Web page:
DOHA, Qatar -- When Serbia plays Switzerland at the World Cup on Friday, it will be a head-to-head elimination match to get into the knockout round.
The European rivals will meet at Stadium 974 looking to advance alongside Group G leader Brazil.
Serbia coach Dragan Stojković said Thursday “in April we knew Brazil would be in a different dimension” and the other teams were playing for second place.
“The prediction brought us to this point and there was no other way,” Stojković said through a translator.
Brazil's 1-0 win over Switzerland on Monday, days after beating Serbia 2-0, sent the five-time world champions to the round of 16 even before playing its last game against Cameroon.
That left Switzerland in second place and likely needing only a draw with Serbia to advance. Not that the Swiss plan on settling for less than a victory.
“I don’t know a single team in the world that would go on the pitch aiming for a 0-0. That’s really dangerous,” Switzerland midfielder Djibril Sow said.
Still, Switzerland have a proven record of managing these situations in modern tournaments, advancing out of the group to the round of 16 at the past two World Cups and in the past two European Championships.
Serbia has not played a World Cup knockout match since becoming an independent nation, and a relative lack of tournament experience — playing at three of the four World Cups since 2010 but no European Championships — perhaps showed in Qatar.
Leading Cameroon 3-1 on Monday, the Serbians lost control and conceded back-to-back second-half goals quickly to draw the game.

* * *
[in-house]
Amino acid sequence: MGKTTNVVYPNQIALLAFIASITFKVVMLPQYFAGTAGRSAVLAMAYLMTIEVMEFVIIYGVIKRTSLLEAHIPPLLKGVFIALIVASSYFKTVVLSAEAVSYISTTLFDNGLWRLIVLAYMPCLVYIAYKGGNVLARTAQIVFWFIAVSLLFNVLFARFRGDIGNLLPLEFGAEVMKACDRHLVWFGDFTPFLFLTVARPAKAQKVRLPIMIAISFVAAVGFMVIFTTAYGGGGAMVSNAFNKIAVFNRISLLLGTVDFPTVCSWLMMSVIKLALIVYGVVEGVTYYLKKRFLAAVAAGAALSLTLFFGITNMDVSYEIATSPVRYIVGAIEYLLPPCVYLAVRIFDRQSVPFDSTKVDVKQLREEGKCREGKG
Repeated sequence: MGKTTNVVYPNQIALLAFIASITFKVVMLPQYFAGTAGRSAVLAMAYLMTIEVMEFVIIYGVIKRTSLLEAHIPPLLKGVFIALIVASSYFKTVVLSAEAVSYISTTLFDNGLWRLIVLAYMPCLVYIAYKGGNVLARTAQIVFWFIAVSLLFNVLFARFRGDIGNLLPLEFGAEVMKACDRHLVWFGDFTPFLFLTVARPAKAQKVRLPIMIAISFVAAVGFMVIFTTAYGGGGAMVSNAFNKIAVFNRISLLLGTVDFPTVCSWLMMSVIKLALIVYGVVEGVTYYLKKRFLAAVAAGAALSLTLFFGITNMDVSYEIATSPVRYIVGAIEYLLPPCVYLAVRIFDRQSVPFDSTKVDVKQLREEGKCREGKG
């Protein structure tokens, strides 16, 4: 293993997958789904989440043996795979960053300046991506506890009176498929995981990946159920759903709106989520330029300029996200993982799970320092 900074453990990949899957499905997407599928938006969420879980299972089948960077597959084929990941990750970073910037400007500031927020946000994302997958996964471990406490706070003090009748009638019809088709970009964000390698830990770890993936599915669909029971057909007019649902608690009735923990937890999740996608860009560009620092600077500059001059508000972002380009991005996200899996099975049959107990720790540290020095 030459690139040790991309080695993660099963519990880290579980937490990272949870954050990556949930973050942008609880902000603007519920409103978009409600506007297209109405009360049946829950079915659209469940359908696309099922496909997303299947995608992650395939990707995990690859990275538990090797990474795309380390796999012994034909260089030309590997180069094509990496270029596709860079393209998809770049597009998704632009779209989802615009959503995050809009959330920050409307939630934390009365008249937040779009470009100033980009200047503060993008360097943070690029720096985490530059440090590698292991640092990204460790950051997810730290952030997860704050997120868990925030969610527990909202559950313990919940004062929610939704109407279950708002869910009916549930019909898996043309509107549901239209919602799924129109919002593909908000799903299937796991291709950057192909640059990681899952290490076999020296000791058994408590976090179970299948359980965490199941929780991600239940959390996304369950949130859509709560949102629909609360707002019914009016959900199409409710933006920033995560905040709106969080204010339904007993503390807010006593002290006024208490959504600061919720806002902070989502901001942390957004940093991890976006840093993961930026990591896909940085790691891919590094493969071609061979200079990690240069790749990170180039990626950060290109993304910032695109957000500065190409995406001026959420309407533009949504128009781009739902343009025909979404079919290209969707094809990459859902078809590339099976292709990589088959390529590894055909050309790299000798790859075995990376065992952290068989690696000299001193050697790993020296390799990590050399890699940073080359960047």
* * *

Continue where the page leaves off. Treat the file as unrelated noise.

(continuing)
Stojković said his team made “silly mistakes” in that game but added criticism of his players back home was disrespectful to Cameroon.
“It cannot be seen as a tragedy,” the coach said. "Nothing is lost for Serbia here. The good thing is we decide our destiny.”
The five goals Serbia has so far conceded is as many as the rest of the group combined, while Switzerland has let in only Casemiro’s rising shot in Brazil’s 1-0 win.
Switzerland didn't have a shot on Brazil goalkeeper Alisson Becker, but should have two creative threats on Friday: Xherdan Shaqiri in a playmaker role and Noah Okafor, whose pace and direct play can be used late in games.
Shaqiri and captain Granit Xhaka were key figures — with their goals and provocative celebrations — when the Swiss beat Serbia 2-1 at the last World Cup. Shaqiri was born in Kosovo, the former Serbian province that declared independence in 2008. Serbia doesn’t recognize Kosovo’s independence and relations between the two countries remain tense. Xhaka’s parents are originally from Kosovo and they are of Albanian heritage. His brother plays for Albania’s national team.
Both camps have declined to revisit that tense history this week, with Switzerland coach Murat Yakin on Thursday explaining a decision taken in April to speak only about the game ahead.
"We are ready and mature enough to just play soccer and ignore everything else," said Yakin, who took charge of the Swiss team only last year.
That was a game in Russia that Serbian fans still remember ruefully for a penalty call not given for an apparent foul by two defenders on forward Aleksandar Mitrović.
Mitrović scored his first goal in Qatar against Cameroon, though a partnership with Dušan Vlahović has not developed.
Stojković did not call on Vlahović against Cameroon, after the Juventus forward lacked match sharpness from a recent groin injury when coming on late in the opening 2-0 loss against Brazil.
Barring an unlikely big win for Cameroon against Brazil on Friday, Switzerland and Serbia are playing for second place in the standings and a last-16 game Tuesday against the Group H winner — possibly Portugal.
That could suit either team. Serbia qualified for the tournament in Qatar by winning in Lisbon to top its qualifying group, while the Swiss and Portuguese traded home wins in June in the UEFA Nations League.
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